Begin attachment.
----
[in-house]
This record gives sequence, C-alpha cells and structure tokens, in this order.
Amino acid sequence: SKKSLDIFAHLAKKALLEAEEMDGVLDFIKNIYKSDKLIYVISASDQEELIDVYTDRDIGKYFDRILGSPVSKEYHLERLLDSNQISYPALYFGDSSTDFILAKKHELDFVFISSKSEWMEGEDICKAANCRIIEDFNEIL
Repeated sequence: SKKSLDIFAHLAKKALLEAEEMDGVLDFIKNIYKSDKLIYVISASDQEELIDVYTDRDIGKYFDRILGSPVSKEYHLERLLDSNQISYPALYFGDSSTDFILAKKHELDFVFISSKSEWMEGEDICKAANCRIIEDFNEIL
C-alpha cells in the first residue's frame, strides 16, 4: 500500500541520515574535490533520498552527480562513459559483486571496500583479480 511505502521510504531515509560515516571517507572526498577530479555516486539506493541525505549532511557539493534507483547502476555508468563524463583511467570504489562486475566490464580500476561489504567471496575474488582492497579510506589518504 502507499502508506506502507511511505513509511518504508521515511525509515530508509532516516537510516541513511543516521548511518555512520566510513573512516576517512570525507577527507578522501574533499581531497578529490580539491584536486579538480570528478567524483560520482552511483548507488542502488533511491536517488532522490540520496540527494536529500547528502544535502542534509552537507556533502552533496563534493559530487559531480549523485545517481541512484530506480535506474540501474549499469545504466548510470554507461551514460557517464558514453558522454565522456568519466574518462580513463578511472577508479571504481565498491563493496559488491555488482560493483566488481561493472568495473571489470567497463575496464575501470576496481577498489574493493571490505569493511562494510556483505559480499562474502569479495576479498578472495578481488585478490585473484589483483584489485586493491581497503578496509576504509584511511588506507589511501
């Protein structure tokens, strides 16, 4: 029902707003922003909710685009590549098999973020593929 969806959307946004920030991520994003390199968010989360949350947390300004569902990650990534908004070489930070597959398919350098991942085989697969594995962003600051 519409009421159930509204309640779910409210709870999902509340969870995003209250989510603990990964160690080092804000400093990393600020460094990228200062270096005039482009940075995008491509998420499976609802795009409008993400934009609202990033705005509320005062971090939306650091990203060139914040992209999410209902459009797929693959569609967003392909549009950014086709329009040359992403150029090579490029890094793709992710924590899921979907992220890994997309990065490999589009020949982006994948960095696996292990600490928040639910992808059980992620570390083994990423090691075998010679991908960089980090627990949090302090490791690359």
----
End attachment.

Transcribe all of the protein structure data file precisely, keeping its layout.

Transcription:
[in-house]
This record gives sequence, C-alpha cells and structure tokens, in this order.
Amino acid sequence: SKKSLDIFAHLAKKALLEAEEMDGVLDFIKNIYKSDKLIYVISASDQEELIDVYTDRDIGKYFDRILGSPVSKEYHLERLLDSNQISYPALYFGDSSTDFILAKKHELDFVFISSKSEWMEGEDICKAANCRIIEDFNEIL
Repeated sequence: SKKSLDIFAHLAKKALLEAEEMDGVLDFIKNIYKSDKLIYVISASDQEELIDVYTDRDIGKYFDRILGSPVSKEYHLERLLDSNQISYPALYFGDSSTDFILAKKHELDFVFISSKSEWMEGEDICKAANCRIIEDFNEIL
C-alpha cells in the first residue's frame, strides 16, 4: 500500500541520515574535490533520498552527480562513459559483486571496500583479480 511505502521510504531515509560515516571517507572526498577530479555516486539506493541525505549532511557539493534507483547502476555508468563524463583511467570504489562486475566490464580500476561489504567471496575474488582492497579510506589518504 502507499502508506506502507511511505513509511518504508521515511525509515530508509532516516537510516541513511543516521548511518555512520566510513573512516576517512570525507577527507578522501574533499581531497578529490580539491584536486579538480570528478567524483560520482552511483548507488542502488533511491536517488532522490540520496540527494536529500547528502544535502542534509552537507556533502552533496563534493559530487559531480549523485545517481541512484530506480535506474540501474549499469545504466548510470554507461551514460557517464558514453558522454565522456568519466574518462580513463578511472577508479571504481565498491563493496559488491555488482560493483566488481561493472568495473571489470567497463575496464575501470576496481577498489574493493571490505569493511562494510556483505559480499562474502569479495576479498578472495578481488585478490585473484589483483584489485586493491581497503578496509576504509584511511588506507589511501
């Protein structure tokens, strides 16, 4: 029902707003922003909710685009590549098999973020593929 969806959307946004920030991520994003390199968010989360949350947390300004569902990650990534908004070489930070597959398919350098991942085989697969594995962003600051 519409009421159930509204309640779910409210709870999902509340969870995003209250989510603990990964160690080092804000400093990393600020460094990228200062270096005039482009940075995008491509998420499976609802795009409008993400934009609202990033705005509320005062971090939306650091990203060139914040992209999410209902459009797929693959569609967003392909549009950014086709329009040359992403150029090579490029890094793709992710924590899921979907992220890994997309990065490999589009020949982006994948960095696996292990600490928040639910992808059980992620570390083994990423090691075998010679991908960089980090627990949090302090490791690359």